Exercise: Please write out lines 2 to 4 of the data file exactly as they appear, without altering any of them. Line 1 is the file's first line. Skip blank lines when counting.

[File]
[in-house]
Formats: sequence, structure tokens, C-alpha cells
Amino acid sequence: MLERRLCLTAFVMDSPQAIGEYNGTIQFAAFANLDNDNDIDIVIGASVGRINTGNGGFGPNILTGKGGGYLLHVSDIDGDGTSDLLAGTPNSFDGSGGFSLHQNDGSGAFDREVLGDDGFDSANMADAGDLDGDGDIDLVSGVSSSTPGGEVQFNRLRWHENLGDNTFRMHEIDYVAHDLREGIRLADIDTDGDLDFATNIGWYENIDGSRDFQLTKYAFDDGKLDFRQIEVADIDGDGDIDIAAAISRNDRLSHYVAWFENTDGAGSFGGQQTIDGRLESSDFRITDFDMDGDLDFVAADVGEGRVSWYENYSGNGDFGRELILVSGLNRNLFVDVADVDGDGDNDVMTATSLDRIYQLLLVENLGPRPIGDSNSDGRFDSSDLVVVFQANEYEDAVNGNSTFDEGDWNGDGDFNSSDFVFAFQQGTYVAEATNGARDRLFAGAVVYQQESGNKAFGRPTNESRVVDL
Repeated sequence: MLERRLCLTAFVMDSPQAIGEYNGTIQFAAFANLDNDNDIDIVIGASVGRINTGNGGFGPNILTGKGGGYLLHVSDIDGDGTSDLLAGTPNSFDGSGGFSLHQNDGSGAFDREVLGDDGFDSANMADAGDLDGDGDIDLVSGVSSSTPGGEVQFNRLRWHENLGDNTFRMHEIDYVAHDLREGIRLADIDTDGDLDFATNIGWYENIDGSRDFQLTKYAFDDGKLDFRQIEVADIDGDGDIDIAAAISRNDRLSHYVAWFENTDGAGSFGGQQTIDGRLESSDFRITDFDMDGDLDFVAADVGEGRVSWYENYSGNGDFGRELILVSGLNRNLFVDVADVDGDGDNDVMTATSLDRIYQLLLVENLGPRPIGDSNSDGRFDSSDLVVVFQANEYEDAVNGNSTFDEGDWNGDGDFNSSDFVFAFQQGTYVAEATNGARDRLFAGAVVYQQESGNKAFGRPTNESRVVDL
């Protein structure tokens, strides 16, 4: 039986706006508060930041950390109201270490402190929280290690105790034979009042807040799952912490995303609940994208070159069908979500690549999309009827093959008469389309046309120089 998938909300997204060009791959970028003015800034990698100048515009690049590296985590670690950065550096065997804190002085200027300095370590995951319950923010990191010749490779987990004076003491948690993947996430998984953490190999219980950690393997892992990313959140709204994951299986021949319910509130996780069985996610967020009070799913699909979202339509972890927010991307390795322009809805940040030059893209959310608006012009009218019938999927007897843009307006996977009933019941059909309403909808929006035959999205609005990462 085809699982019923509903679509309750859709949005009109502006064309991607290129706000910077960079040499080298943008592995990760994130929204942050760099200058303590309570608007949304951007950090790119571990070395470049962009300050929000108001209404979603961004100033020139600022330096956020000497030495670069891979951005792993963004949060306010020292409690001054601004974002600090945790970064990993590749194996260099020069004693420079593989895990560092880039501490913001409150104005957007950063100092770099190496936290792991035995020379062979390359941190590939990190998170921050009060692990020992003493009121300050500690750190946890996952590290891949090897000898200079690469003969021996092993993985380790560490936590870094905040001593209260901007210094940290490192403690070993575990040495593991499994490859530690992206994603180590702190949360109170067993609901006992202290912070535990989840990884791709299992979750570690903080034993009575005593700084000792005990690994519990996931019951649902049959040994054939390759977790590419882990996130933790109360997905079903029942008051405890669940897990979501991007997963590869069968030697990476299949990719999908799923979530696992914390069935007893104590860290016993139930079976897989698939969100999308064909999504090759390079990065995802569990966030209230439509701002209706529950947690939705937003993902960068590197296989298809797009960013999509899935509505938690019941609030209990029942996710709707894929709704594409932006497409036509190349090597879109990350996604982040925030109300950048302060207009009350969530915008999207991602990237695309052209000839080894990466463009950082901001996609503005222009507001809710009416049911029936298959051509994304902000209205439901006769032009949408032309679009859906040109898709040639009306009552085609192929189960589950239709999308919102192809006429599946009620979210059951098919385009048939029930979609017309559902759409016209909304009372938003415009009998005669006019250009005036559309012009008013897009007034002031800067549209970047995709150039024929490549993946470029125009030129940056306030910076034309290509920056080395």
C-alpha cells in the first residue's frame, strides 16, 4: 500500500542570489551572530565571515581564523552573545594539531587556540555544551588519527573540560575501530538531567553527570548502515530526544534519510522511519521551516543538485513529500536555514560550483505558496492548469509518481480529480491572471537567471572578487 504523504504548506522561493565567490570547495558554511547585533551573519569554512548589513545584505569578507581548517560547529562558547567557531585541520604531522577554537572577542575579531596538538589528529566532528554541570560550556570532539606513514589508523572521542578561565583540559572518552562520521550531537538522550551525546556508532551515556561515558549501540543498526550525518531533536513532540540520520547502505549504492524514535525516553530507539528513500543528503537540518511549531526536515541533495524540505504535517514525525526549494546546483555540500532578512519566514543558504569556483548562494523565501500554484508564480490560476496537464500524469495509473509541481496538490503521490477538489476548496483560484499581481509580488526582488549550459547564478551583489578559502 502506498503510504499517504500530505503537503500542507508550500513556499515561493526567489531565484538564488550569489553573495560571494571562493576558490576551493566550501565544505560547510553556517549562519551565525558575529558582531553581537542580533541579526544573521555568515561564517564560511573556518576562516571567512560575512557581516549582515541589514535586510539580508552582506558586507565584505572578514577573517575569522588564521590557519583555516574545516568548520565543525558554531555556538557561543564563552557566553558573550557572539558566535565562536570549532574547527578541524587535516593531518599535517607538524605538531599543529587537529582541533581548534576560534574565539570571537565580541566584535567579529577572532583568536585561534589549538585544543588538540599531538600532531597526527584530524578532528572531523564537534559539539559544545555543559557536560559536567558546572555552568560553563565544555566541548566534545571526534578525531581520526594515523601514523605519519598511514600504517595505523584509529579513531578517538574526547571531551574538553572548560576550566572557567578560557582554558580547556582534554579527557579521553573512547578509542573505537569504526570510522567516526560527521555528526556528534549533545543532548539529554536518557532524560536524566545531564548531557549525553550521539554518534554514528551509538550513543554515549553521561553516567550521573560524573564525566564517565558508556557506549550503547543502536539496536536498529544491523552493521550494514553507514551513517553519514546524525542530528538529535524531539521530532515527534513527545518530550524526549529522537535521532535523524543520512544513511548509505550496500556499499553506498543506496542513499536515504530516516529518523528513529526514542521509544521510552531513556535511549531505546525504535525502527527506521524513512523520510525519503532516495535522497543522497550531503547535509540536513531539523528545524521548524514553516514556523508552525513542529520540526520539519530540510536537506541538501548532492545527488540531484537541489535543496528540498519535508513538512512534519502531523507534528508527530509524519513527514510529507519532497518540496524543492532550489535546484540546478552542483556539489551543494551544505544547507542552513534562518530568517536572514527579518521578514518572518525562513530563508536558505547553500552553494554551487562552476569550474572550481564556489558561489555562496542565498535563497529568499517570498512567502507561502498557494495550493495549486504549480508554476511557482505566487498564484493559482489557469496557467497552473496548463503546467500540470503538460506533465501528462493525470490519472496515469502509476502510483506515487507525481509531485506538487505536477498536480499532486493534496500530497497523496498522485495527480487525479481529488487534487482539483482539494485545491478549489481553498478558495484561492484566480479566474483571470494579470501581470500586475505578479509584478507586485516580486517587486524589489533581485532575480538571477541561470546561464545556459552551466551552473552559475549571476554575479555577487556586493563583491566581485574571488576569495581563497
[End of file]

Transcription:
Formats: sequence, structure tokens, C-alpha cells
Amino acid sequence: MLERRLCLTAFVMDSPQAIGEYNGTIQFAAFANLDNDNDIDIVIGASVGRINTGNGGFGPNILTGKGGGYLLHVSDIDGDGTSDLLAGTPNSFDGSGGFSLHQNDGSGAFDREVLGDDGFDSANMADAGDLDGDGDIDLVSGVSSSTPGGEVQFNRLRWHENLGDNTFRMHEIDYVAHDLREGIRLADIDTDGDLDFATNIGWYENIDGSRDFQLTKYAFDDGKLDFRQIEVADIDGDGDIDIAAAISRNDRLSHYVAWFENTDGAGSFGGQQTIDGRLESSDFRITDFDMDGDLDFVAADVGEGRVSWYENYSGNGDFGRELILVSGLNRNLFVDVADVDGDGDNDVMTATSLDRIYQLLLVENLGPRPIGDSNSDGRFDSSDLVVVFQANEYEDAVNGNSTFDEGDWNGDGDFNSSDFVFAFQQGTYVAEATNGARDRLFAGAVVYQQESGNKAFGRPTNESRVVDL
Repeated sequence: MLERRLCLTAFVMDSPQAIGEYNGTIQFAAFANLDNDNDIDIVIGASVGRINTGNGGFGPNILTGKGGGYLLHVSDIDGDGTSDLLAGTPNSFDGSGGFSLHQNDGSGAFDREVLGDDGFDSANMADAGDLDGDGDIDLVSGVSSSTPGGEVQFNRLRWHENLGDNTFRMHEIDYVAHDLREGIRLADIDTDGDLDFATNIGWYENIDGSRDFQLTKYAFDDGKLDFRQIEVADIDGDGDIDIAAAISRNDRLSHYVAWFENTDGAGSFGGQQTIDGRLESSDFRITDFDMDGDLDFVAADVGEGRVSWYENYSGNGDFGRELILVSGLNRNLFVDVADVDGDGDNDVMTATSLDRIYQLLLVENLGPRPIGDSNSDGRFDSSDLVVVFQANEYEDAVNGNSTFDEGDWNGDGDFNSSDFVFAFQQGTYVAEATNGARDRLFAGAVVYQQESGNKAFGRPTNESRVVDL